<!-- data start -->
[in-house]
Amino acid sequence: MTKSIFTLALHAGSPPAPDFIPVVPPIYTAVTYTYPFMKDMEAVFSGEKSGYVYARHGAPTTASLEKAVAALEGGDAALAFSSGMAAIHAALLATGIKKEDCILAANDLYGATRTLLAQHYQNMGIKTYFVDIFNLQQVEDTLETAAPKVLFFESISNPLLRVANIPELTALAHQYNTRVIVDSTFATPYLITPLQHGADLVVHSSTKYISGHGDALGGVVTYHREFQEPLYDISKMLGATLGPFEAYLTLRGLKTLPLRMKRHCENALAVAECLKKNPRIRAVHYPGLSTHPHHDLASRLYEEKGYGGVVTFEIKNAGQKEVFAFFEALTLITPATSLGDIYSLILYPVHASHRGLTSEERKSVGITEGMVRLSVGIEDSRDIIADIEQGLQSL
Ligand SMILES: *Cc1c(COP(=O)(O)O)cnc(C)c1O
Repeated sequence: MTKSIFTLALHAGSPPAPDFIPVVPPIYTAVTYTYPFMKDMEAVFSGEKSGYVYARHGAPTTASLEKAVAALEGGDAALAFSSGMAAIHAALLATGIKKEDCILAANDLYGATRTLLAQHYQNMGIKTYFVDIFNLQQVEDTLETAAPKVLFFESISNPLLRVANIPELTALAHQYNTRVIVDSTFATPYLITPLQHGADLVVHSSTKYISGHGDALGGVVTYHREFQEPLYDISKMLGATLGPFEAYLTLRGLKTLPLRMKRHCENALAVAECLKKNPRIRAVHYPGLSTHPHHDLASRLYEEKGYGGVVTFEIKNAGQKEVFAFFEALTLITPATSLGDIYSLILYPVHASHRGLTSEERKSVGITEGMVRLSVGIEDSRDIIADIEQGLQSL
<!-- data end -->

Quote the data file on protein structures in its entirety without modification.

[in-house]
Amino acid sequence: MTKSIFTLALHAGSPPAPDFIPVVPPIYTAVTYTYPFMKDMEAVFSGEKSGYVYARHGAPTTASLEKAVAALEGGDAALAFSSGMAAIHAALLATGIKKEDCILAANDLYGATRTLLAQHYQNMGIKTYFVDIFNLQQVEDTLETAAPKVLFFESISNPLLRVANIPELTALAHQYNTRVIVDSTFATPYLITPLQHGADLVVHSSTKYISGHGDALGGVVTYHREFQEPLYDISKMLGATLGPFEAYLTLRGLKTLPLRMKRHCENALAVAECLKKNPRIRAVHYPGLSTHPHHDLASRLYEEKGYGGVVTFEIKNAGQKEVFAFFEALTLITPATSLGDIYSLILYPVHASHRGLTSEERKSVGITEGMVRLSVGIEDSRDIIADIEQGLQSL
Ligand SMILES: *Cc1c(COP(=O)(O)O)cnc(C)c1O
Repeated sequence: MTKSIFTLALHAGSPPAPDFIPVVPPIYTAVTYTYPFMKDMEAVFSGEKSGYVYARHGAPTTASLEKAVAALEGGDAALAFSSGMAAIHAALLATGIKKEDCILAANDLYGATRTLLAQHYQNMGIKTYFVDIFNLQQVEDTLETAAPKVLFFESISNPLLRVANIPELTALAHQYNTRVIVDSTFATPYLITPLQHGADLVVHSSTKYISGHGDALGGVVTYHREFQEPLYDISKMLGATLGPFEAYLTLRGLKTLPLRMKRHCENALAVAECLKKNPRIRAVHYPGLSTHPHHDLASRLYEEKGYGGVVTFEIKNAGQKEVFAFFEALTLITPATSLGDIYSLILYPVHASHRGLTSEERKSVGITEGMVRLSVGIEDSRDIIADIEQGLQSL